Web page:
Pardon our appearance while we renovate our website. The process may take up to a month and we respectfully request that any papers be submitted after that date. We will post a notice when the site is reopened. The Editorial staff at ePlasty thanks you for your patience and support.
Terms of use | Privacy Policy Home | Contact Us

<< Back
Print E-mail
ePlasty: Vol. 15
Submuscular Lipoma of the Forehead
Sara K Neches, BS, Alexis L. Parcells, MD, Adam M. Feintisch, MD, and Mark S. Granick, MD

Division of Plastic Surgery, Rutgers New Jersey Medical School, Newark

Correspondence: This e-mail address is being protected from spambots. You need JavaScript enabled to view it

Keywords: forehead lipoma, submuscular lipoma, forehead mass, subfrontalis mass, submuscular forehead mass


A 35-year-old man presented with a 2-cm centrally located mass on his forehead. The mass appeared soft and mobile. It had been present for several years and was slow growing. The patient denied pain or numbness.


1. What is the differential diagnosis for forehead masses?

2. What important clinical features define forehead lipomas?

3. How are these lesions best managed?

4. What is the risk of malignant transformation?


Common forehead masses include dermoid cysts, hemangiomas, lipomas, epidermal inclusion cysts, and osteomas.1 Lipomas are the most common tumor of mesenchymal origin, and frontalis-associated lipomas are based on 4 subtypes: intramuscular, arising from within the frontalis muscle of the forehead; submuscular, between the frontalis and its deep investing fascia (galea); subgaleal, between the galea and the periosteum; and subperiosteal.2 These masses are most commonly found in men 40 to 70 years old. They often develop independent of trauma and have no genetic basis.2,3

Forehead lipomas are diagnosed clinically. Lipomas are slow-growing, singular masses rarely exceeding several centimeters in size. Patients are often asymptomatic and deny pain or tenderness over the lesion.2 Subcutaneous lipomas are soft and pliable, whereas subgaleal lipomas tend to be fixed and firm2,4 (Fig 1). These masses are easily distinguished from the taut, fluid-filled, epidermal inclusion cyst or hardened osteomas.2 Diagnostic modalities including ultrasonography, computed tomography, or magnetic resonance imaging can further identify the lesion and its boundaries and aid in surgical planning.1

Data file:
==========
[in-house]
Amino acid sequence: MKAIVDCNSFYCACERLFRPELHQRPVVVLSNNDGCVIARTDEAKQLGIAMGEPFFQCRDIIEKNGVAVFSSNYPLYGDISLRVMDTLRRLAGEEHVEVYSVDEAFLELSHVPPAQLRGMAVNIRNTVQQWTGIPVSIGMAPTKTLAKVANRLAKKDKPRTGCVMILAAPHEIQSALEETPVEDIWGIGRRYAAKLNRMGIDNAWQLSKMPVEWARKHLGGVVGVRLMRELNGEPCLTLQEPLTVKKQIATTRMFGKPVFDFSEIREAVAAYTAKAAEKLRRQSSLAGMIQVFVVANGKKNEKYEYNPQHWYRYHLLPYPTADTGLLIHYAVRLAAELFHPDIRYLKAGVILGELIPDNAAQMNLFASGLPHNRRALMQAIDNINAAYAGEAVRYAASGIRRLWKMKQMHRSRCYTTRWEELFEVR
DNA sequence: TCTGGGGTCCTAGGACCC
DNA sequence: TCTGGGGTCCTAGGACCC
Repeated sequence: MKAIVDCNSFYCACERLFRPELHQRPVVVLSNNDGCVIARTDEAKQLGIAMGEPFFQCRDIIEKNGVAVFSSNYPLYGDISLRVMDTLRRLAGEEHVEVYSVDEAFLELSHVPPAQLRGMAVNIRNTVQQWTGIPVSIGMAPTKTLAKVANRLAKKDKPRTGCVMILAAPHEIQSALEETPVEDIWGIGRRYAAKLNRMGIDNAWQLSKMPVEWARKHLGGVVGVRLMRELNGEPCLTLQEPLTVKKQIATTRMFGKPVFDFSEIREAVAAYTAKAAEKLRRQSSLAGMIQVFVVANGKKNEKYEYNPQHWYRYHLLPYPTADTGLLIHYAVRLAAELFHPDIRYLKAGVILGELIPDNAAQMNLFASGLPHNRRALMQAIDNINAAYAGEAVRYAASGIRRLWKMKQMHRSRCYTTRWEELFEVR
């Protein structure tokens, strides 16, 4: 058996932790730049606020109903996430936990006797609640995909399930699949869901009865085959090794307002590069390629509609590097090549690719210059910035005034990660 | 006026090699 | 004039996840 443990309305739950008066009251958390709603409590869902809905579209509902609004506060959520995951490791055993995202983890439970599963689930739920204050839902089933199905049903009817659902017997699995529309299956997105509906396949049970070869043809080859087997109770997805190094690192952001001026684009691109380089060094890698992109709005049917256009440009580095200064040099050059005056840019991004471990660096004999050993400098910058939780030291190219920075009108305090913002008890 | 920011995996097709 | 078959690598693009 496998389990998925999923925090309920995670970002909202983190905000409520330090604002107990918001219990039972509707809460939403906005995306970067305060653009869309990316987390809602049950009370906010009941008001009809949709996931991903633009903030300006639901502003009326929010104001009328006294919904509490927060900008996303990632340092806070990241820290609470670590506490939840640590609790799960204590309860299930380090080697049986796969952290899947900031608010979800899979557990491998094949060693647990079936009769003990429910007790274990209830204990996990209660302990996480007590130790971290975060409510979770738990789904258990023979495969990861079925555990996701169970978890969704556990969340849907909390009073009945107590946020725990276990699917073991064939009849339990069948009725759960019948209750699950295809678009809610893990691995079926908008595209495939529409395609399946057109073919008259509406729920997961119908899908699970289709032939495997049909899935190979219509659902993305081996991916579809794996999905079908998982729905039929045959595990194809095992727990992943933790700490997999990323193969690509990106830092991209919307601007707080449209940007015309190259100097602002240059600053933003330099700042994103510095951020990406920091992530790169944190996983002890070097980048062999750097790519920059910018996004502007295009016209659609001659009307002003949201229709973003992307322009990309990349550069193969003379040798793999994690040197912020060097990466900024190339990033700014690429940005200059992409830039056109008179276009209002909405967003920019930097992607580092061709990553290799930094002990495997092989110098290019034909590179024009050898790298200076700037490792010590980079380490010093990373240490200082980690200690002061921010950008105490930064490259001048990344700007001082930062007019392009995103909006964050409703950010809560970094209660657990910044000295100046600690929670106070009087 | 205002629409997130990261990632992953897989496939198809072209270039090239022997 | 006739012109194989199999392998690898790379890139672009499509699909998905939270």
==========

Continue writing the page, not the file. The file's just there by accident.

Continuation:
Figure 1. Submuscular forehead lipoma.

While these lesions may be managed by observation, the forehead is a cosmetically sensitive area and most patients elect for surgical excision. A minimally invasive endoscopic approach has been described for subcutaneous lipomas to reduce scarring, avoid injury to the supraorbital and supratrochlear neurovascular bundles, and reduce postoperative pain.5 For deeper frontalis-associated lipomas, direct en bloc resection is often required to successfully excise the tumor.2,4

Forehead lipomas are generally benign with no malignant potential, and excision is considered curative. However, liposarcoma must be differentiated from other benign mesenchymal tumors on the basis of histologic findings such as poorly defined margins or immature and polymorphic cells.6

Our patient underwent direct surgical excision. The skin was incised transversely through forehead rhytid and the dissection directed to the frontalis muscle (Fig 2), which was incised vertically to avoid neurovascular injury and identify the tumor fixed to the galea (Fig 3). Blunt dissection continued along the perimeter of the tumor to ensure complete resection (Fig 4). Pathology identified the mass as mature adipose tissue consistent with a subgaleal lipoma. To restore functional integrity of the muscle, a layered closure was performed. Any indentations or contour irregularities caused by the tumor naturally remodeled over time.

Figure 2. Lipoma exposed under the frontalis muscle.
Figure 3. Exposed lipoma after blunt dissection.
Figure 4. En bloc resection of the forehead lipoma.


1. Sewell LD, Adams DC, Marks VJ. Subcutaneous forehead nodules: attention to the button osteoma and frontalis-associated lipoma. Dermatol Surg. 2008;34:791-8.

2. Salasche SJ, McCollough ML, Angeloni VL, Grabski WJ. Frontalis-associated lipoma of the forehead. J Am Acad Dermatol. 1989;20:462-8.

3. Nitin GB, Sacchidanand S, Madura C. Frontalis-associated lipoma: a rare case report. Indian J Dermatol. 2014;59(1):96-8.

4. Zitelli JA. Subgaleal lipomas. Arch Dermatol. 1989;125:384-5.

5. Lee SY, Jung SN, Sohn WI, Kwon H, Yoo G. Submuscular fibrolipoma of the forehead. J Craniofac Surg. 2010;21(6):1993-4.

6. Cronin ED, Ruiz-Razura A, Livingston CK, Katzen JT. Endoscopic approach for the resection of forehead masses. Plast Reconstr Surg. 1999;105(7):2459-63.

Journal ID: ePlasty Volume: 15
ISSN: 1937-5719 E-location ID: ic17
Publisher: Open Science Company, LLC Published: March 24, 2015

Add this page to your favorite Social Bookmarking websites
Digg! yahoobuzz! StumbleUpon! Reddit! Technorati!! Mixx! Free and Open Source Software News Google! Live! Facebook! Yahoo! Joomla Free PHP